Thursday, October 04, 2007

Houston moving on up list of Best Performing Cities

The Milken Institute recently released their 2007 list of Best Performing Cities, based mostly on job and salary growth, and Houston has moved on up from #129 to #32 out of 200 cities since 2005. 32 may not sound great, but that's partly a reflection of them focusing on job growth, and, on a percentage basis, it's very hard for a mega-city like Houston to compete with fast-growing smaller cities. The move up of 97 places is the fourth biggest move in the list, and the most of any large city, behind 3 small cities under 500,000 people each.

When you rank the metros by population, we're the #3 performer out of the 25 largest. Only Phoenix and Riverside-SB rank higher, and their data is before the real estate bust, where they are two of the hardest hit cities. I would expect them to fall sharply in future rankings. On the other hand, since their 5-year block of data includes only the early part of the oil boom, I would expect us to keep moving up strongly in future rankings.

Here are a couple Houston excerpts from the report:
Houston-Sugar Land-Baytown has experienced tremendous post-Katrina population growth. Industries that support the energy sector, such as fabricated metal and related machinery manufacturing, have also been positively affected.
...
Houston-Sugar Land-Baytown, Texas, moves up to 3rd place among the ten largest metropolitan economies, a jump from 8th last year. Even more impressive, Houston leaped ninety-seven spots among the 200 largest metros, to 32nd overall in 2007. The resurgence in oil and gas markets has increased demand for its world-class energy exploration firms. A surge in international demand for oil exploration equipment is propelling fabricated metals and machinery, and the attendant engineering services. Houston’s economic expansion accelerated in 2006 as jobs rose by 4.1 percent. The quality of the jobs generated in the energy exploration sector is manifest in the 9.0 percent gain in personal income in 2006. Some of the growth is attributable to payouts to Katrina victims. International trade is booming through its port, and related logistic support functions are the beneficiaries. The first phase of the new Bayport Container Terminal will increase container processing capacity significantly. Houston has a low cost of living, favorable business costs, and a pro-business culture that aids economic development. Strong job growth, coupled with only a modest increase in new home construction over the past few years, will mitigate potential fallout from the housing retrenchment. Houston has an important medical research and delivery presence with MD Anderson Cancer Center, Baylor College of Medicine, and several prominent hospital groups.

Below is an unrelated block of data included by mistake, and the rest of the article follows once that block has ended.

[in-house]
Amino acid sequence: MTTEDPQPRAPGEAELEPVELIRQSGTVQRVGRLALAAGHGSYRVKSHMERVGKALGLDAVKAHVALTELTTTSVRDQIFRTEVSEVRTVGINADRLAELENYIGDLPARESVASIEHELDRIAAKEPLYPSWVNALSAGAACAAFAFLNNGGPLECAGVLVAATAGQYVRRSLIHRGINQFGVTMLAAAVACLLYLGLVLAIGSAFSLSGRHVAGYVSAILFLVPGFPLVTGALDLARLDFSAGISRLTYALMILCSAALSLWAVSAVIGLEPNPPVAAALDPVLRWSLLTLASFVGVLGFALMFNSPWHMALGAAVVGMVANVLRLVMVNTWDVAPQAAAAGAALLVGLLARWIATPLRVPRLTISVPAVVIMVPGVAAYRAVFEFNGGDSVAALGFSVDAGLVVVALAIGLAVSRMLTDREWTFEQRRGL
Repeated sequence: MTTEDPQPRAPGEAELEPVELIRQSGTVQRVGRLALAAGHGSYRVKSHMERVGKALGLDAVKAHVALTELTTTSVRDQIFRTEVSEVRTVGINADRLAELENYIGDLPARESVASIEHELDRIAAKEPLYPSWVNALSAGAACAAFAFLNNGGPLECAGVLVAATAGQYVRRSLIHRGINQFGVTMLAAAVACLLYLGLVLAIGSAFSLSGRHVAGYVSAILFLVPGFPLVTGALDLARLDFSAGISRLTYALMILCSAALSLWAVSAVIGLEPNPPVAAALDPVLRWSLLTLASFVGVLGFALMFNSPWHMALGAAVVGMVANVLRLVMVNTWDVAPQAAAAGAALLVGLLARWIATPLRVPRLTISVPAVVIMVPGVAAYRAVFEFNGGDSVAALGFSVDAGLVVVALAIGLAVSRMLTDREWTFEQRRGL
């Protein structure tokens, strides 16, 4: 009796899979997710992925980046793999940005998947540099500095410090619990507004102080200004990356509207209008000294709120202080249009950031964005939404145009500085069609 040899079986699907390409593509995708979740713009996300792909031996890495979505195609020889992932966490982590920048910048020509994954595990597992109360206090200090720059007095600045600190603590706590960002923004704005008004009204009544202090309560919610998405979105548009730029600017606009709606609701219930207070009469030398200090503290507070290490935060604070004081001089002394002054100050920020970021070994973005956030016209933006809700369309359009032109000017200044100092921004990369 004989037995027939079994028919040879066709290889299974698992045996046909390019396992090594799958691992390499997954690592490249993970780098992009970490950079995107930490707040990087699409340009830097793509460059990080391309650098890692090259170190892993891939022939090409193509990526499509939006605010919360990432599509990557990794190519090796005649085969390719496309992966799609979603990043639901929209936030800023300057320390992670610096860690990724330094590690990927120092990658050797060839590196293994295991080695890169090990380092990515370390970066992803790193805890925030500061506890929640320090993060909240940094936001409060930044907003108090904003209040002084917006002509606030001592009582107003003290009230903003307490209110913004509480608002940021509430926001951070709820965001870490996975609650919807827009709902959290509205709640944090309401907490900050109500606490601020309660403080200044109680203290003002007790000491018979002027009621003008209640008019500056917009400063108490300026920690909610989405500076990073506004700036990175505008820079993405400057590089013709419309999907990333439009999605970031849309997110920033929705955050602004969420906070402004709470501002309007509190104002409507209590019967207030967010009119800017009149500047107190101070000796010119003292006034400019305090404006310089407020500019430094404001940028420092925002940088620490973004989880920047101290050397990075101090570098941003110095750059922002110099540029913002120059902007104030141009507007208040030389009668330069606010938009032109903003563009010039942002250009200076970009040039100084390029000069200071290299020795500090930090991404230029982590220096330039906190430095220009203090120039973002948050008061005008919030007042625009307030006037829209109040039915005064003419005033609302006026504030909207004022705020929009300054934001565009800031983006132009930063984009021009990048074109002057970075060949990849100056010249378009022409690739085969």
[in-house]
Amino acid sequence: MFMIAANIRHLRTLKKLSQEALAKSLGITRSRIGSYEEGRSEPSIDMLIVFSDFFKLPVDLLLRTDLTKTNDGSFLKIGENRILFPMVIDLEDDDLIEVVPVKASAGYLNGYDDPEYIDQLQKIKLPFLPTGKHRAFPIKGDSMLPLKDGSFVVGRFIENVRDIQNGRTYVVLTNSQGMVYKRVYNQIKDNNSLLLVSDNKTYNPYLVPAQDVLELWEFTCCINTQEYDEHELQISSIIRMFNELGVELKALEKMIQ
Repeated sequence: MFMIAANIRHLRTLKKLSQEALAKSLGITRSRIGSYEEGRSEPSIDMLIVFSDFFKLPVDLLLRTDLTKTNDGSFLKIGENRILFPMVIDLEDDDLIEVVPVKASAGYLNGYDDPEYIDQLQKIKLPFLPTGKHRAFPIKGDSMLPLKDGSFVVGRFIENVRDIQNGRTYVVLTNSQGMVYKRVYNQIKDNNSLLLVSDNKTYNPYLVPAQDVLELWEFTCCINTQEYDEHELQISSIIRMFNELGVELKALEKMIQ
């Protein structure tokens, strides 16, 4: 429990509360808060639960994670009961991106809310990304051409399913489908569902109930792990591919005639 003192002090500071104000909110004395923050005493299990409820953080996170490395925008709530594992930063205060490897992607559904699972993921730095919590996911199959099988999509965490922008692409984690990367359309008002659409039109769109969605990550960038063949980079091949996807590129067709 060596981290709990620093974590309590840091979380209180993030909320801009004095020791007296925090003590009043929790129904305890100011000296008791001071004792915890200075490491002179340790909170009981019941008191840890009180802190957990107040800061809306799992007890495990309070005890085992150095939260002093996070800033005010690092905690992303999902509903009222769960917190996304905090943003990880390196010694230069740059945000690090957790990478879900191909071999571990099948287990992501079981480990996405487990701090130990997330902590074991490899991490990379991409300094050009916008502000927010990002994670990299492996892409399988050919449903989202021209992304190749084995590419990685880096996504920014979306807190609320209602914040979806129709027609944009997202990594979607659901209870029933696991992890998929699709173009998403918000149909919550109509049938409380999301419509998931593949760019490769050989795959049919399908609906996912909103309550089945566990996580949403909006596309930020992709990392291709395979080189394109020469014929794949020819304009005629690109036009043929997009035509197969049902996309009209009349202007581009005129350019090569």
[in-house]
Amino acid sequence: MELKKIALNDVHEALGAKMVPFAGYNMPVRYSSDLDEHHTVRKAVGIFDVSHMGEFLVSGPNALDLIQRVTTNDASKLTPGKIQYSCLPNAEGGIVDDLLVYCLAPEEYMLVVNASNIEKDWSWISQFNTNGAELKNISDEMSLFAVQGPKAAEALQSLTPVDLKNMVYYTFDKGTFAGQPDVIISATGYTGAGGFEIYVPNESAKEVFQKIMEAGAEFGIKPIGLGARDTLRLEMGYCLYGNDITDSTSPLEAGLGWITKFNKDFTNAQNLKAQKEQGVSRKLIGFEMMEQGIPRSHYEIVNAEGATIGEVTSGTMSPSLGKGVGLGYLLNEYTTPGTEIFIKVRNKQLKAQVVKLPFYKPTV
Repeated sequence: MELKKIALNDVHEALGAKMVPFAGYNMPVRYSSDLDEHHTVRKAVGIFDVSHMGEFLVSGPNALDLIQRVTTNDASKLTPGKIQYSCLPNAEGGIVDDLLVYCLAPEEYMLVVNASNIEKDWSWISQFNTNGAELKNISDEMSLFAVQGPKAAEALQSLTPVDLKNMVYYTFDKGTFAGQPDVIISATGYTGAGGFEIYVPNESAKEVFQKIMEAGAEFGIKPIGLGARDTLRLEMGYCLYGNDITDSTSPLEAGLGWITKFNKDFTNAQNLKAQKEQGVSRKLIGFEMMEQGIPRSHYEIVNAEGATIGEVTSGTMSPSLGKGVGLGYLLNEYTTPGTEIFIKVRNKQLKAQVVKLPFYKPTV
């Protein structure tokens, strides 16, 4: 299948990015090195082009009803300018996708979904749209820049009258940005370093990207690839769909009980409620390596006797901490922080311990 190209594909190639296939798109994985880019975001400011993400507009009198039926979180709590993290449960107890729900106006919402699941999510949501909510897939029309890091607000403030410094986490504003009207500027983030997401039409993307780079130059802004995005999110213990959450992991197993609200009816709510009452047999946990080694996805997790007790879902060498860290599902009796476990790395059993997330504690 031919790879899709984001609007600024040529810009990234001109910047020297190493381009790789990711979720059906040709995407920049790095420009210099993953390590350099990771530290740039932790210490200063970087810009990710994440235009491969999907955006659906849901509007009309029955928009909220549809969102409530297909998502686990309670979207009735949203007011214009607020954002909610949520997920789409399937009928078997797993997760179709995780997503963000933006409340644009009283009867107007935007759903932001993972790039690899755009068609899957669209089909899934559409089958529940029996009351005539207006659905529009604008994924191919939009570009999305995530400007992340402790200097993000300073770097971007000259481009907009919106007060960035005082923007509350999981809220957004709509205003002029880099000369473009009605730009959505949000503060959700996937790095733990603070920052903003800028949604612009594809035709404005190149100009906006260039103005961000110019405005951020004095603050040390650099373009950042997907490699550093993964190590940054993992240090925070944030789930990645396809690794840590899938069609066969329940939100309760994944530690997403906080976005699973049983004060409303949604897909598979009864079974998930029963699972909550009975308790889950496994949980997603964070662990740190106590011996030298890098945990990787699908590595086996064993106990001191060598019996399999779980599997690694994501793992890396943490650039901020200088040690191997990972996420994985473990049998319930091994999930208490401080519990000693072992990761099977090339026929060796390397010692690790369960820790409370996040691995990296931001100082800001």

You can play with sorting the rankings yourself here, or check out the full report here.

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5 Comments:

At 3:31 PM, October 05, 2007, Blogger Michael said...

Interesting. I wonder why they do not publish a version of their report using PMSAs / CSAs?

Their study gives Dallas a population of only 4 million, which I am not used to seeing, but using an MSA vs. a PMSA for Houston does not seem to change the population much from the figures I am used to seeing.

The populations for Dallas, Chicago, Philadelphia, and NY are way lower than you would typically see them:

http://en.wikipedia.org/wiki/United_States_metropolitan_area

and

http://en.wikipedia.org/wiki/Combined_Statistical_Areas

 
At 3:54 PM, October 05, 2007, Blogger Tory Gattis said...

I suspect they went with the smallest reasonable census units (MSAs/MDs) so that places could see how they're performing independently from their expanded metro: FW separate from Dallas, OC and RSB separate from LA, SJ from SF, Baltimore from DC, FtL from Miami, Newark from NYC, etc.

 
At 4:09 PM, October 05, 2007, Blogger Michael said...

Right - but you would think they could easily sum up and publish the data for the CSA / PMSA for those that prefer to look at the larger metro area statistics.

When people compare Dallas and Houston, for instance, I generally assume that they are comparing the DFW Metroplex to Houston - including Galveston area, etc.

You could still look at the MSA data if you preferred that, but given the sprawl of most cities these days, I do not think it is as useful as looking at PMSA / CSA data.

 
At 4:14 PM, October 05, 2007, Anonymous Jack said...

Trackback - http://www.trehouston.com/2007/10/05/23/

 
At 12:16 PM, October 08, 2007, Anonymous Anonymous said...

I recently visited a much talked about big city area. To me, the place felt stagnated and seemed homogeneous and monotonous. Even though it was very crowded and all the land filled up, there was very little construction going on. When I visit Houston I sense energy and vitality, construction cranes all over town and different types of buildings all over the place, all kinds of people from around the world.

 

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